By the time your child is two or three years of age, he or she has less need to suck. If your child still likes to suck, a soother is better than sucking a thumb. Why? Because you can control when and how your child uses a soother. You can't control a thumb going into the mouth.
Never put sugar, honey or corn syrup on a soother. They can cause cavities. It's best to get your child to stop sucking before permanent teeth come in, at about age five. If a child keeps sucking a soother or thumb after the permanent teeth have come in, it could cause problems with how the jaw and teeth grow.
Your Child's First Visit – The Canadian Dental Association recommends the assessment of infants, by a dentist, within 6 months of the eruption of the first tooth or by one year of age. The goal is to have your child visit the dentist before there is a problem with his or her teeth. In most cases, a dental exam every six months will let your child's dentist catch small problems early.
Here are 3 reasons to take your child for dental exams:
You can find out if the cleaning you do at home is working.
Your dentist can find problems right away and fix them.
Your child can learn that going to the dentist helps prevent problems.
Your dentist may want to take X-rays. X-rays show decay between the teeth. They will also show if teeth are coming in the way they should. Your child's dentist may also talk to you about fluoride.
Once your child has permanent molars, your dentist may suggest sealing them to protect them from cavities. A sealant is a kind of plastic that is put on the chewing surface of the molars. The plastic seals the tooth and makes it less likely to trap food and germs.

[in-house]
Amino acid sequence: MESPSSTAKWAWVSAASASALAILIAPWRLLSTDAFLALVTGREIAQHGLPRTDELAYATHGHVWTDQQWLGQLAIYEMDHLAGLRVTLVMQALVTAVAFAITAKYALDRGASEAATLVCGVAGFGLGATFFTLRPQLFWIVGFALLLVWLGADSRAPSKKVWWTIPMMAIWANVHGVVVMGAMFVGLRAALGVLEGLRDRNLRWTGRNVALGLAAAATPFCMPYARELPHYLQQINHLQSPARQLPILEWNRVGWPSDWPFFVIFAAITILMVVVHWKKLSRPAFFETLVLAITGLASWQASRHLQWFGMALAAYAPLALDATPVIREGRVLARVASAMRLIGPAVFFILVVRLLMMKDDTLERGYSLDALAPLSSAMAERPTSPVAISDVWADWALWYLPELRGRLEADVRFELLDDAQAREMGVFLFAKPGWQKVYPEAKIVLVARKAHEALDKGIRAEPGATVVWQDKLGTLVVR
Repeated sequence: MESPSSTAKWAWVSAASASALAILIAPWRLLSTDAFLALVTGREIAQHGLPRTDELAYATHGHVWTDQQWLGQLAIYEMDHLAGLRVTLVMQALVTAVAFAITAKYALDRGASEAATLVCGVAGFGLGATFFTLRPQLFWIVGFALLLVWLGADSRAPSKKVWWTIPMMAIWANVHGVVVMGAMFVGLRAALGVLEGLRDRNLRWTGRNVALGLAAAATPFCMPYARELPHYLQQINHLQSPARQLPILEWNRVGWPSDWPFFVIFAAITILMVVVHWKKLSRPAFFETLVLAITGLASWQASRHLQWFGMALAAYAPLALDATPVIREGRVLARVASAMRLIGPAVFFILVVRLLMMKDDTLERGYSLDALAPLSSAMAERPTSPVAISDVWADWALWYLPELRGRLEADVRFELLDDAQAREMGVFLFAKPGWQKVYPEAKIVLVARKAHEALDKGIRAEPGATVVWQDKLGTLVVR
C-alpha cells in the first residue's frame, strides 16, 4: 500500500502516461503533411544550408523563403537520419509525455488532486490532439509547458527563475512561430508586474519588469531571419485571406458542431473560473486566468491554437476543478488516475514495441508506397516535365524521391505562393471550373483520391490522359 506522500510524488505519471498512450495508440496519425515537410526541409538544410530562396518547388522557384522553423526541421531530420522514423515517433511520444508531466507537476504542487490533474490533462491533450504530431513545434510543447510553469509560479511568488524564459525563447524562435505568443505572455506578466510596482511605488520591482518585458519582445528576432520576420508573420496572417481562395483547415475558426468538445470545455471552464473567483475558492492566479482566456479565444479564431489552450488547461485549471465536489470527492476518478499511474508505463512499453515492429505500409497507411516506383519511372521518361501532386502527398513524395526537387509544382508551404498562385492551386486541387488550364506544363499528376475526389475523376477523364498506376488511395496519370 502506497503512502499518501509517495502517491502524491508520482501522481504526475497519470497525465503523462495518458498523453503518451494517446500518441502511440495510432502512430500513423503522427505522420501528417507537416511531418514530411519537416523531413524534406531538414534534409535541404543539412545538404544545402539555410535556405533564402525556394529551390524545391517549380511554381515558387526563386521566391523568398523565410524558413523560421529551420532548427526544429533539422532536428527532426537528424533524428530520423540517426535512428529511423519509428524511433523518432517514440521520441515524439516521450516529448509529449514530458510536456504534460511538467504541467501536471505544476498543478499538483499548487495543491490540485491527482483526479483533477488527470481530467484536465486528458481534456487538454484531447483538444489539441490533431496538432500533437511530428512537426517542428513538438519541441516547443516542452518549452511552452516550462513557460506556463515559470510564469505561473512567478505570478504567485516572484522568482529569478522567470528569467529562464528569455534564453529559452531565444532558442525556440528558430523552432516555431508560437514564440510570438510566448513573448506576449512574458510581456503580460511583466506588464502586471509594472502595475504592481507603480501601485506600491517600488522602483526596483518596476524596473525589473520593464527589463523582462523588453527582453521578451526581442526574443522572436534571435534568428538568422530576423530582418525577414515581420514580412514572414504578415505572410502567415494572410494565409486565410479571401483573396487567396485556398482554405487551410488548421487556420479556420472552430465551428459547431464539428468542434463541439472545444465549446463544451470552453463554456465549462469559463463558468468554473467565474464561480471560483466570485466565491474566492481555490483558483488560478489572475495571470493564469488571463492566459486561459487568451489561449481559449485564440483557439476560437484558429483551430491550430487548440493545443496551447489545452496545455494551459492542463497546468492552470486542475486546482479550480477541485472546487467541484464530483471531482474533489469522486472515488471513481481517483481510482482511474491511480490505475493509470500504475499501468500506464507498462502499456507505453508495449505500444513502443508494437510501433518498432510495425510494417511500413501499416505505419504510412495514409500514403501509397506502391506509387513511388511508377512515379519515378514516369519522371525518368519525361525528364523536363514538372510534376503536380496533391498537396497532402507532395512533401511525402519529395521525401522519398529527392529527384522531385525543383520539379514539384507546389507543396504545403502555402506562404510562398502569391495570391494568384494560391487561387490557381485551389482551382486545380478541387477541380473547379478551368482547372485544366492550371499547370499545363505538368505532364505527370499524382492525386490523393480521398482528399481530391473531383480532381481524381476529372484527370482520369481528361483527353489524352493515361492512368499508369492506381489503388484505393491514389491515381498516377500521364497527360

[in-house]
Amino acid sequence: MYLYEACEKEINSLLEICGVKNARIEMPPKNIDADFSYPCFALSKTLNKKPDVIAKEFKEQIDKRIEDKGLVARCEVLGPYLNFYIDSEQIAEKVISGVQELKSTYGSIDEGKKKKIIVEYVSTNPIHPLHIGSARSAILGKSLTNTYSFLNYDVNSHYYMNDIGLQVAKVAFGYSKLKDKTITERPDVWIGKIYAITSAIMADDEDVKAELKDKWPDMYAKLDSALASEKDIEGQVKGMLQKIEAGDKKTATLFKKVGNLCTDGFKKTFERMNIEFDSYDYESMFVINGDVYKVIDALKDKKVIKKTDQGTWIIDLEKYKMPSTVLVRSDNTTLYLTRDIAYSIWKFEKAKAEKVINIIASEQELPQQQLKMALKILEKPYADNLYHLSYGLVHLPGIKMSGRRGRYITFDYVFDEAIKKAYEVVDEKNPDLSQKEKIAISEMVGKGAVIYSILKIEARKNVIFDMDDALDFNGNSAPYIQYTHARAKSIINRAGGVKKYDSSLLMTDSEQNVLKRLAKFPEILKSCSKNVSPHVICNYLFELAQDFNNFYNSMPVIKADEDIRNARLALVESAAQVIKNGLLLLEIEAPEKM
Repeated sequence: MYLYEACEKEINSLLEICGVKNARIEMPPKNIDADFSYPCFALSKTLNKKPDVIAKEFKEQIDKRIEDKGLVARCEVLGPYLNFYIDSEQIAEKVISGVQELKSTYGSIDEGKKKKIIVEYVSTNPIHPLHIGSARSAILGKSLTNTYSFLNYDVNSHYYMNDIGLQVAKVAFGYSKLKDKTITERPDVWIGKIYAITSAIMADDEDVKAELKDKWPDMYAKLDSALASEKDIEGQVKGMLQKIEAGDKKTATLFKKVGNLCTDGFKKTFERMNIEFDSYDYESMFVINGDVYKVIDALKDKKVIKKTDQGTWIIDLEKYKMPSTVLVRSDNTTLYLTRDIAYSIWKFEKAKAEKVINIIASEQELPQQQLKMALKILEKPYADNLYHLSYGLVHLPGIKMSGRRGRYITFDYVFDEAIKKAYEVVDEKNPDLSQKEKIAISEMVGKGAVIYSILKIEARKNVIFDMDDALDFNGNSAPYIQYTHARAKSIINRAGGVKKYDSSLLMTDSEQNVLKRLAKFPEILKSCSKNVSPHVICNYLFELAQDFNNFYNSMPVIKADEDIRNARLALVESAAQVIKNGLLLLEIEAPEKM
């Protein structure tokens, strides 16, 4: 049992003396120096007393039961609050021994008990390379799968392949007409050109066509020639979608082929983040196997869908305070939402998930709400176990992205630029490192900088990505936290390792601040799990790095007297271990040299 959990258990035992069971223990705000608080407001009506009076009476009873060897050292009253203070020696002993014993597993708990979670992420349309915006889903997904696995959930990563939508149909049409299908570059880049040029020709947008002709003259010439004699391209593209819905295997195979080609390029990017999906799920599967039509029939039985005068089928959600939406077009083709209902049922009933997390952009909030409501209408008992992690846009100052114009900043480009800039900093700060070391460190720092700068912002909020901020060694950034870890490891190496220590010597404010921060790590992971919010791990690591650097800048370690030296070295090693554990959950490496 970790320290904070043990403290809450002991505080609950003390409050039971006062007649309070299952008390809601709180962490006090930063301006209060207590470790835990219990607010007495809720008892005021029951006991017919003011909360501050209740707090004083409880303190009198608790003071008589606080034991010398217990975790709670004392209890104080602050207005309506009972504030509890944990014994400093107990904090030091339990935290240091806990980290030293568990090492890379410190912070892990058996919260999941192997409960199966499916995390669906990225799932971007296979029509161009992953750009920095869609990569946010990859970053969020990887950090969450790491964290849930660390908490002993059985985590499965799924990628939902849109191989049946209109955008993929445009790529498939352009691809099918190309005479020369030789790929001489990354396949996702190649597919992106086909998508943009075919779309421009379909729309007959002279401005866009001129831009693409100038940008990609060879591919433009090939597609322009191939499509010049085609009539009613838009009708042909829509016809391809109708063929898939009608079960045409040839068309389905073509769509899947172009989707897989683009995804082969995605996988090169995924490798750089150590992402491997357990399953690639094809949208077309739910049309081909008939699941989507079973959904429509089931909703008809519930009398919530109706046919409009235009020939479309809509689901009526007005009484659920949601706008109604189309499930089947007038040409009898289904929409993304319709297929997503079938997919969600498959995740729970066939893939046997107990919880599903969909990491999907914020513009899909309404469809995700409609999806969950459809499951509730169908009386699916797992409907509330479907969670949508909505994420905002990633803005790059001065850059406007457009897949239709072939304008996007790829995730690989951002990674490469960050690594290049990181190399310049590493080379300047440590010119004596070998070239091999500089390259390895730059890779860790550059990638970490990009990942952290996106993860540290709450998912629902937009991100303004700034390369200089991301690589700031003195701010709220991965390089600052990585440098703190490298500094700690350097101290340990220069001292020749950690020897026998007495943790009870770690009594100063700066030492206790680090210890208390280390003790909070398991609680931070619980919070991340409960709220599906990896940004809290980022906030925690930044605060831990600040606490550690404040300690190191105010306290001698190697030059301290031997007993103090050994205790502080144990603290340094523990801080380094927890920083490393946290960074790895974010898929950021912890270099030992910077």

When your child goes for a dental exam, your dentist can tell you if crooked or crowded teeth may cause problems. In many cases, crooked teeth straighten out as the child's jaw grows and the rest of the teeth come in.
If they do not straighten out, your child may have a bite problem (also known as malocclusion). This can cause problems with eating and with teeth cleaning. It can also affect your child's looks and make him or her feel out of place.
Your dentist can suggest ways to treat this, or refer your child to an orthodontist. An orthodontist is a dental specialist with 2 to 3 years of extra university training in this area.
The dentist says my child needs a filling in a baby tooth. Since the tooth is going to fall out, why bother?
Some primary (or baby) teeth will be in your child's mouth until age 12. The tooth that needs to be fixed may be one of those.
Broken teeth or teeth that are infected can hurt your child's health and the way your child feels about him or herself.
To do a filling, the dentist removes the decay and "fills" the hole with metal, plastic or other material. A filling can be a cheap and easy way to fix a problem that could be painful and cost more later because it stops decay from spreading deeper into the tooth.
If a filling is not done and decay spreads, the tooth may need to be pulled out. If this happens, your child may need a space maintainer to hold space for the permanent tooth.
When a baby (or primary) tooth is missing, the teeth on each side may move into the space. They can block the permanent tooth from coming in. To hold the space, your dentist may put a plastic or metal space maintainer on the teeth on each side of the space, to keep the teeth from moving in.